Excerpt from A Good Country by Laleh Khadivi, plus links to reviews, author biography & more

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A Good Country

by Laleh Khadivi

A Good Country by Laleh Khadivi X
A Good Country by Laleh Khadivi
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  • First Published:
    May 2017, 256 pages
    Paperback:
    Sep 2018, 256 pages

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Book Reviewed by:
Kate Braithwaite
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About this Book

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1
Laguna Beach, California, Fall 2011



They told him it was the best, there was nothing better. After they started, at twelve and thirteen and fourteen, his friends tried to convince him to try it. Rez, dude, they'd say, it's no big deal. You don't puke. You don't pass out. No one can even tell. It's like daydreaming, like that second just before you fall asleep, but for hours, they said, for the whole of eighth grade, their eyes glazed with the shine of the newly converted, and by tenth grade they gave up and now, start of junior year, it was habit to make fun of him every time there was occasion, every time they circled up to light and puff and smoke, these friends.

If he wanted, it could have happened last night, or even two weeks ago when Johnson's parents were in L.A. at an industry party and Johnson opened his house to anyone with a six-pack or a girl or a bag of weed. At midnight Rez found them in the laundry room, empty beer bottles and half-smoked cigarettes all over the place, and he sat and drank and talked like everyone else. When it was finally rolled and passed, Rez stood up right before his turn.

I gotta piss, and walked out of the circle.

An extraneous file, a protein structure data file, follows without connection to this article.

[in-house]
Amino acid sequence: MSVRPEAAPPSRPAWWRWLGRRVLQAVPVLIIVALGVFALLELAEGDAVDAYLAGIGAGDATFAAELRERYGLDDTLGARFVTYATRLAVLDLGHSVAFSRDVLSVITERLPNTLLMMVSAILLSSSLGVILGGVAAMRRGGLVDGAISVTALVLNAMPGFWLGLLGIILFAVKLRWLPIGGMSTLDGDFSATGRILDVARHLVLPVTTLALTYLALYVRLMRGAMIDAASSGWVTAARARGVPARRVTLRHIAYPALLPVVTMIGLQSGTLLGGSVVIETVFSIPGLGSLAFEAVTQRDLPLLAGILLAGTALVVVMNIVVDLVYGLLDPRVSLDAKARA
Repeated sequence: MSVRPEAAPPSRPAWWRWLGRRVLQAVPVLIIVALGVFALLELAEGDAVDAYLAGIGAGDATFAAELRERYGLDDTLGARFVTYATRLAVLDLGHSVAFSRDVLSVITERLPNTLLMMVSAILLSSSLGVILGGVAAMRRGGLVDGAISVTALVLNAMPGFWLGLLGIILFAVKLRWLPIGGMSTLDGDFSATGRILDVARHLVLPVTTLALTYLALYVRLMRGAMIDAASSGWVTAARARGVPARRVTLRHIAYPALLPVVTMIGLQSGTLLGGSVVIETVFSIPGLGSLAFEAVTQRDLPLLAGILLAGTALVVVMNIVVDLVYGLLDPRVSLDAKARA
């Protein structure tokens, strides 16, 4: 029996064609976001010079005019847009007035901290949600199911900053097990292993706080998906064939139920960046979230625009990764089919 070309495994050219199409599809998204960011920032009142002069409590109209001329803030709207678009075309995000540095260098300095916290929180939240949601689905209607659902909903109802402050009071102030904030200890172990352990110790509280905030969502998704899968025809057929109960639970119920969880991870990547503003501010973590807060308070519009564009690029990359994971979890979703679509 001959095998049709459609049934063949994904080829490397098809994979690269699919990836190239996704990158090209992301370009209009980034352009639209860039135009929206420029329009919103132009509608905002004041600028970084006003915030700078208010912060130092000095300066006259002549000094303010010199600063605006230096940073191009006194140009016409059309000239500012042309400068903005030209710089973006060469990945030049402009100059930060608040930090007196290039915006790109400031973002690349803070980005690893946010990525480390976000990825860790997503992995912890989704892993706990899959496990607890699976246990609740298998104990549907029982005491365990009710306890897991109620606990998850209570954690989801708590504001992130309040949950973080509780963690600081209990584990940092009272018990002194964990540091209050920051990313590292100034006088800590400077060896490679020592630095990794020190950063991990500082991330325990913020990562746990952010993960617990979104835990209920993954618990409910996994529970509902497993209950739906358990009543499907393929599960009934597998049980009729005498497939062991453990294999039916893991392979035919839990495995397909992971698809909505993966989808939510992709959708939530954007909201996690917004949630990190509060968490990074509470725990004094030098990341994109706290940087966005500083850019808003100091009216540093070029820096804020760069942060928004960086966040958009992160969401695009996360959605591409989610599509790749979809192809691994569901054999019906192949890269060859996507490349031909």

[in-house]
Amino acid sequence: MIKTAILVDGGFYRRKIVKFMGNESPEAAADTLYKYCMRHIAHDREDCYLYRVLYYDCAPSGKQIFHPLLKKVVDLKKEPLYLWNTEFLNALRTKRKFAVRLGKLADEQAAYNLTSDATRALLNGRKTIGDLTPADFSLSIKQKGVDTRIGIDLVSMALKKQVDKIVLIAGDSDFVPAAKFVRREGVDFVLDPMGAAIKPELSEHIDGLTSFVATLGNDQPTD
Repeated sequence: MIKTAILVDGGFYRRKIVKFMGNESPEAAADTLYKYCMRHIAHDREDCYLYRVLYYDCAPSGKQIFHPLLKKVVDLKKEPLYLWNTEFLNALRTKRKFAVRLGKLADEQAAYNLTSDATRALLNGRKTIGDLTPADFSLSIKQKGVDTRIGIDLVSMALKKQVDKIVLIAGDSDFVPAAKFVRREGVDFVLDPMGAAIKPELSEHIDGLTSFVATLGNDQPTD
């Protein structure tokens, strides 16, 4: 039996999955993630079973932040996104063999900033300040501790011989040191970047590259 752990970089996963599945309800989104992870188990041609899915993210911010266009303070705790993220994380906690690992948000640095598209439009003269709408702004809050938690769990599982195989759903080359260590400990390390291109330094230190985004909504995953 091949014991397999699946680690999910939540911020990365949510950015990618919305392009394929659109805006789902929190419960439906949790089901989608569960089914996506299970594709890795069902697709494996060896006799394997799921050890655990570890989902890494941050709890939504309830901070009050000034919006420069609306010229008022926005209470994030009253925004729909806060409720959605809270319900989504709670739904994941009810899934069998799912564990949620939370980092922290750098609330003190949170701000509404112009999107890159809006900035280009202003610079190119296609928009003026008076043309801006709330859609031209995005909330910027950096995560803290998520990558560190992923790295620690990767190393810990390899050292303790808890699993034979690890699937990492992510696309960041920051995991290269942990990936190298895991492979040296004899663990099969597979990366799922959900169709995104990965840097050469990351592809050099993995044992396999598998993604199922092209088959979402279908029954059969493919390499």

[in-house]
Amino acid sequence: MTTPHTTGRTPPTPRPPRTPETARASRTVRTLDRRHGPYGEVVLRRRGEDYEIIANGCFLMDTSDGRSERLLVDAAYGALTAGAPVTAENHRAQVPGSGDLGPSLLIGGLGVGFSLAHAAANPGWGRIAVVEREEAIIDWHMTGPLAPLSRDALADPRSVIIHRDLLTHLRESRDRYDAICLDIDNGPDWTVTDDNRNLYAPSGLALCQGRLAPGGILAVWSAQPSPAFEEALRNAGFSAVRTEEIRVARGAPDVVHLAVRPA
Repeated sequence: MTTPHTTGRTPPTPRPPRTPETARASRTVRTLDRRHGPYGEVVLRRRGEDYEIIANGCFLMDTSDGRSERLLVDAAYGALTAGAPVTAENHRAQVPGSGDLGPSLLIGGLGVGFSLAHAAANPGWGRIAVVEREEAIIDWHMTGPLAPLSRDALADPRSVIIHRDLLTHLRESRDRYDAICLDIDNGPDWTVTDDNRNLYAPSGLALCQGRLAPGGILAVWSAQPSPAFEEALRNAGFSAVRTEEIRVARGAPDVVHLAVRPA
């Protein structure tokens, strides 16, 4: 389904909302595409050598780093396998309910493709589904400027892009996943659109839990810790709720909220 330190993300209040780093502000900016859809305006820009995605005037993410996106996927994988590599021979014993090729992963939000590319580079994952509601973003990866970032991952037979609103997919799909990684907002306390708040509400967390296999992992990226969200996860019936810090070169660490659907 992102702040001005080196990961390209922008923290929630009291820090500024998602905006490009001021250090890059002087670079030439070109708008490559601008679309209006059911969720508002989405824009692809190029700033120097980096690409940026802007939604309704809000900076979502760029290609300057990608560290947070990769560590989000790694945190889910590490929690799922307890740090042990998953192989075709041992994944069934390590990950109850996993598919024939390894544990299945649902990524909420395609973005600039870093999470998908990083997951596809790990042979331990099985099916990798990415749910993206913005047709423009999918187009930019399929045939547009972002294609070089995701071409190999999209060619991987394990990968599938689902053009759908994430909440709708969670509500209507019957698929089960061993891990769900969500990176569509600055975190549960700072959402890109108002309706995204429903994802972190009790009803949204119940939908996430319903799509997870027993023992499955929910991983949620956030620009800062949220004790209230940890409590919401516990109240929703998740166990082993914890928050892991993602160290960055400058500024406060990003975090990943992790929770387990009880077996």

Bullshit, coughed Johnson, the smoke coming out of his mouth in big clouds.

We all know you can't hang, Rez. Never have. Never will. Those Persians keep a tight leash on their kids . . .

He felt a few laughs at his back but kept going, out of the laundry room, down the hallway, out of the house, and into the backyard, where kids rolled around on the perfect grass, swam half naked in the pool, and ran hand in hand to dark corners. He found a spot by the fence, beside the empty dog crates and gardening tools, and let go, his heart one big pump and burst, pump and burst, as the piss rushed out of him in a long furious stream.

*

He didn't know what he was afraid of. It wasn't like with the girls, a want and a want and a want until everything centered in his crotch and he moved forward without thought, without fear. No, this was different. He wanted it, to be inside the circle, to stay and smoke and laugh and feel whatever it was that was so good, but he couldn't stand the complete unknown. What if I lose it? What if I black out? What if I start crying? What if I get addicted? How much trouble will I be in if Dad finds out? All the trouble. I'll be in all the trouble.

In the dark yard he felt his father about him, a thick outline traced atop his own body. He looked around, shook himself dry, zipped up, and walked back to the house. He moved from room to room, looking, thinking, and tried to bring himself to do all that was being done by the kids in his grade and the sophomores and juniors and seniors above him, and the more he saw, the more he wanted to go home. A girl from chemistry lab caught his arm and pulled him into a doorway and then into a room of people, who saw him and yelled, Yeah! Rez! Dare! Dare! Dare! And he drank vodka straight from the bottle up to the count of ten and then stuck his head and hands up Sophia Lim's shirt to feel the smooth mounds and tiny buttons of nipples and wanted badly to suck but did not. When it was over and everyone clapped and yelled and Sophia turned away and tucked in her shirt, Rez walked quickly back outside and threw up in a planter of cacti. He lay down on a lawn chair, shivered, and spat the sour out of his mouth and counted the nine stars above him again and again, until Matthews showed up and said it was time.

Let's go home, man. I'm through with this.

They left without saying good-bye and found Kelly passed out in the back of the Matthewses' SUV, his hoodie backward on his head, face covered, arms crossed like a kind of corpse.

Dude. Get up. This isn't a hotel.

Matthews poked him and pulled the hoodie down and poked him again until Kelly sat up, yawned, and made a face at Rez.

Excerpted from A Good Country by Laleh Khadivi. Copyright © 2017 by Laleh Khadivi. Excerpted by permission of Bloomsbury USA. All rights reserved. No part of this excerpt may be reproduced or reprinted without permission in writing from the publisher.

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